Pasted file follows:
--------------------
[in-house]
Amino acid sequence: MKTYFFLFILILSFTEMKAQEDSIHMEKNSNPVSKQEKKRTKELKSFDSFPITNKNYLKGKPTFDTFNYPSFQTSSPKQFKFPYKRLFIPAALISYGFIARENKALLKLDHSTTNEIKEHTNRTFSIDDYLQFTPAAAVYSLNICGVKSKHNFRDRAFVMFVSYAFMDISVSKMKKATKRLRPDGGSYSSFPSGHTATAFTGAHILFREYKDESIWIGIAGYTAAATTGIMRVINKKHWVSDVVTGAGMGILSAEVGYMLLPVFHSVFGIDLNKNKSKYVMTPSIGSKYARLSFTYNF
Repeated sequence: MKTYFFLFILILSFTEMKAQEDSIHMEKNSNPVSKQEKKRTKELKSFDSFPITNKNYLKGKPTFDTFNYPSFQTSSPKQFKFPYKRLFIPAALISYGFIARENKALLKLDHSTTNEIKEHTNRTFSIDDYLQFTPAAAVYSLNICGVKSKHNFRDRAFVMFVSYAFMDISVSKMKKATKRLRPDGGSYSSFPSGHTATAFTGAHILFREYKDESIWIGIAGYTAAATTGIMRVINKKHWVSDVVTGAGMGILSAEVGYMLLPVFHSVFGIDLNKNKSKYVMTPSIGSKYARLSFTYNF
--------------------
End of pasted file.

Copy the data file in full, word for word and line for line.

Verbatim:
[in-house]
Amino acid sequence: MKTYFFLFILILSFTEMKAQEDSIHMEKNSNPVSKQEKKRTKELKSFDSFPITNKNYLKGKPTFDTFNYPSFQTSSPKQFKFPYKRLFIPAALISYGFIARENKALLKLDHSTTNEIKEHTNRTFSIDDYLQFTPAAAVYSLNICGVKSKHNFRDRAFVMFVSYAFMDISVSKMKKATKRLRPDGGSYSSFPSGHTATAFTGAHILFREYKDESIWIGIAGYTAAATTGIMRVINKKHWVSDVVTGAGMGILSAEVGYMLLPVFHSVFGIDLNKNKSKYVMTPSIGSKYARLSFTYNF
Repeated sequence: MKTYFFLFILILSFTEMKAQEDSIHMEKNSNPVSKQEKKRTKELKSFDSFPITNKNYLKGKPTFDTFNYPSFQTSSPKQFKFPYKRLFIPAALISYGFIARENKALLKLDHSTTNEIKEHTNRTFSIDDYLQFTPAAAVYSLNICGVKSKHNFRDRAFVMFVSYAFMDISVSKMKKATKRLRPDGGSYSSFPSGHTATAFTGAHILFREYKDESIWIGIAGYTAAATTGIMRVINKKHWVSDVVTGAGMGILSAEVGYMLLPVFHSVFGIDLNKNKSKYVMTPSIGSKYARLSFTYNF